Flatbreads - but that wasn't the aim

 Hi everyone, 

I'm into my fourth loaf and they are getting worse. The results resemble more and more flatbreads without the look of a nice loaf of bread I'm hoping for. 

 

Im using:

180g starter (100ml water, 70g white bakers flour, 30g rye flour)

320ml water

425g white flour

75g rye flour

10g salt

 

The dough is sticky, doesn't hold it's shape and flattens out.

Last night's dough felt so wet so I put it overnight into the fridge, took it out today to S&F, have a bench rest followed by shaping (didn't work at all) before putting it into a Dutch oven (tried that out for the first time. The dough just slipped into the heated form as a blob and kept holding its 'blob like stage' during the baking with only minimal rise. 

Not happy at al... Any ideas where I've gone wrong? I assume there will be more than just one wrong stage.

PS ambient temperature iwas around 32degrees

 

Thanks

5 comments

Hi Aggie,

You didn't mention any timings before you put it in the fridge but things could move pretty quickly at that sort of temperature.  Also things don't stop/slow down as soon as you fridge them so it is possible that it is just a case of serious over-proving.

I assume you starter is actually 90g of your stock plus 45g flour and 45g water to give the totals that you quote.

That dough recipe should give you a perfectly handleable dough all things being equal but you could try a little less water to reduce the hydration.  This might be advisable anyway as the high humidity up there will be reflected in the moisture content of your flours and they will need less water as a result.

Give us some more detail and good luck with your projects.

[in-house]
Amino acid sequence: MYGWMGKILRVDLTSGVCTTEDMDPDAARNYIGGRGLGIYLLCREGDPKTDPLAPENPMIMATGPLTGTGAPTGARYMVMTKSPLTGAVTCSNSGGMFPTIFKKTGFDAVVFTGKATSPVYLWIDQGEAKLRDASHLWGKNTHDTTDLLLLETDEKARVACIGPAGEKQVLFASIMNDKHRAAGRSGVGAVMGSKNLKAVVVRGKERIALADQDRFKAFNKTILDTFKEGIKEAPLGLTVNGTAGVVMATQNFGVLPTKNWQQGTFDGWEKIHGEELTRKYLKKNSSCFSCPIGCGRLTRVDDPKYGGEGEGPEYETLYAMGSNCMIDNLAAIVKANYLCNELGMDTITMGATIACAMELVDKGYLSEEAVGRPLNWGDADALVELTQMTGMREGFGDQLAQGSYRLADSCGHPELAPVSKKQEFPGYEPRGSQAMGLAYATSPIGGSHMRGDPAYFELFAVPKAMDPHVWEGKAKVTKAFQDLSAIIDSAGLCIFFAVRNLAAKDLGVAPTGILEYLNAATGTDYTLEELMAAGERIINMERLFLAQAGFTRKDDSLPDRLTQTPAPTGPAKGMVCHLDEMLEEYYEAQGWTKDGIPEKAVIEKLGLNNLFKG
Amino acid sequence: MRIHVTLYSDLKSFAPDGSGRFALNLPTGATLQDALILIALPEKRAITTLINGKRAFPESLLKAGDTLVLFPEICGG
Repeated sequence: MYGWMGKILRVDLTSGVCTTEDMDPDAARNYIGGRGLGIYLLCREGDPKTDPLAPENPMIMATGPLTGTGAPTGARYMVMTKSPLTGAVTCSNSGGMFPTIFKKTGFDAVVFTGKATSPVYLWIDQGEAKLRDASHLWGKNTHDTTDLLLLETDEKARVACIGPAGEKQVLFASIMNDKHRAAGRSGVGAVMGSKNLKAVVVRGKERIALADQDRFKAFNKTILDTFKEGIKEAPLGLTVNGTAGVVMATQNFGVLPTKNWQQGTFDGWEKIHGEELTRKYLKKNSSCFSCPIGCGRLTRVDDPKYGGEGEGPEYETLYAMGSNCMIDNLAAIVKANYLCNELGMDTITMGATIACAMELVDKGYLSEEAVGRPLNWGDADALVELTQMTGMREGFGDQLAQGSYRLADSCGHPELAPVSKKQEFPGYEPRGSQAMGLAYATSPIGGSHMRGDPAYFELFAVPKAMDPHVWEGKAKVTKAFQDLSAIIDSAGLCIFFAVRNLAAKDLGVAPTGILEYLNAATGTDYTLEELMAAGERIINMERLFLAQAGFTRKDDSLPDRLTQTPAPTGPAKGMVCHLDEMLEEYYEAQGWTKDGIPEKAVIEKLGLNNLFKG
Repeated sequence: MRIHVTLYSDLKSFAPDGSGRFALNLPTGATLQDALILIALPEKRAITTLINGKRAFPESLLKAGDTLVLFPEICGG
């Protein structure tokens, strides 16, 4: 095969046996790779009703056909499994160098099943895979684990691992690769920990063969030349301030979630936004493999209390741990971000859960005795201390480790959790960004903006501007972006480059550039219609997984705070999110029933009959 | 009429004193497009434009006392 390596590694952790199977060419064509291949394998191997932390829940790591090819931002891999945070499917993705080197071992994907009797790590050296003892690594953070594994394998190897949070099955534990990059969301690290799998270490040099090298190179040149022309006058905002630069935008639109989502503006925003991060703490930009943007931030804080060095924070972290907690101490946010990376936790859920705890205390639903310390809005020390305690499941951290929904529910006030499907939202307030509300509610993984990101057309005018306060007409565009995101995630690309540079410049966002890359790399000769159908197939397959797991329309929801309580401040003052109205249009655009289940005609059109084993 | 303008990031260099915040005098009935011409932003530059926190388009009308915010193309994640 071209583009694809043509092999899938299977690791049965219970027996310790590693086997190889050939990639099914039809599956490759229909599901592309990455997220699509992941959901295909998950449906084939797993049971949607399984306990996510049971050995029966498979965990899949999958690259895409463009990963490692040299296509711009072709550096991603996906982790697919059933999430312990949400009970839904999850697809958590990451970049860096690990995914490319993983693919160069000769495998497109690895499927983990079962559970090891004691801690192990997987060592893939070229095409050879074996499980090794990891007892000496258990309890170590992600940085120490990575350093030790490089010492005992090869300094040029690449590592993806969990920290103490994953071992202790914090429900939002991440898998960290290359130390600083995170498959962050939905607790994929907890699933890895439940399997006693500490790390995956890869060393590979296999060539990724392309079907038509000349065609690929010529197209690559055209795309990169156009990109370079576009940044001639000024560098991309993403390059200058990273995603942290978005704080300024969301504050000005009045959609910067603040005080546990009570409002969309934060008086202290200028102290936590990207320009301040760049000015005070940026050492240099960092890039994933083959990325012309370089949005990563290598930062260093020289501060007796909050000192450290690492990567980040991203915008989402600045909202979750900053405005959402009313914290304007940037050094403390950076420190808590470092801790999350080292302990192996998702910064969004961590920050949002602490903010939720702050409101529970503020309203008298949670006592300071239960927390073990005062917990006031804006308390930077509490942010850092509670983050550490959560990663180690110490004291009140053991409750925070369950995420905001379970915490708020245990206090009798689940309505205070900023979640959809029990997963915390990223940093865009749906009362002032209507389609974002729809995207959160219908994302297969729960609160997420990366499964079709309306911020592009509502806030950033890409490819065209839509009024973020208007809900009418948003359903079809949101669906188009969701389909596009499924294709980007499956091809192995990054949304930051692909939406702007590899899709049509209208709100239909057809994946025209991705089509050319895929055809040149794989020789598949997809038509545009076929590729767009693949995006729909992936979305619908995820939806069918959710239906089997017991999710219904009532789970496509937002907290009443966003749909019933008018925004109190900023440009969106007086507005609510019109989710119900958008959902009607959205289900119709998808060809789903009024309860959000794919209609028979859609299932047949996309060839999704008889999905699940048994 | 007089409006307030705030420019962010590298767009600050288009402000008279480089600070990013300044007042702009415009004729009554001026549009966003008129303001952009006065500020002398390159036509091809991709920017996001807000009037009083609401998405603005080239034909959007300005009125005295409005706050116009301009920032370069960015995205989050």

Farinam

 Hi Farinam

 

I think my mistake number one: I've taken 180g straight from my stock (starter) at its peak not using 90g starter stock and adding to it. 

 

Re timing, I've tried out the bread maker to mix the dough, then left it in the bread maker for 2h before moving it into the fridge over night. So yes, with your assumption of being seriously over-proving your are spot on. After having tried the flatbread it did taste sour, not too unpleasant but by far more than the previous loafs. 

 

The combination of all these things most likely contributed to the outcome. 

Live downloaded your step by step instructions from another thread and will try to follow that. This timing is currently my worst enemy but I'm going to beat it! Lol (she says)

Hi Aggie3,

On the timing thing, it will depend on your temperature and you will have to adjust what you do to suit.

This is only my thinking, but it has stood me in good stead.  When you prepare your starter (stock plus fresh flour and water) take a note of how long it takes to rise to its maximum volume (stops increasing/just starts to fall).  I find that this time is a good guide to how long you need to go from dough mixing to loaf ready to bake (assuming that the temperature throughout is reasonably consistent).  Then you work on about half of the time for your dough development and bulk ferment and the other half for proving your shaped loaf.  Adjustments in timing can be made then depending on how things are progressing.

Let us know how you go.

Farinam

 Thanks yet again, I'll do that and chek out how it works, I'm sure it will be heaps better than my previous efforts. (I'm definitely hoping so!)

You never really mention how the 1st proofing (initial fermentation) goes.  Is it doubling?
Also, you wrote that you took the starter from the stock, when it reached it's peak.  Does that mean that you fed the stock, and when it doubled, you took the starter out for the loaf?  How long does it take for your stock to double, or as you wrote, reach its peak?  This should be about the same amount of time that it requires to proof.

I can't believe that it is over proofed after just 2 hours.  I'd be more likely to believe that the starter needs more time to get going.  

-zz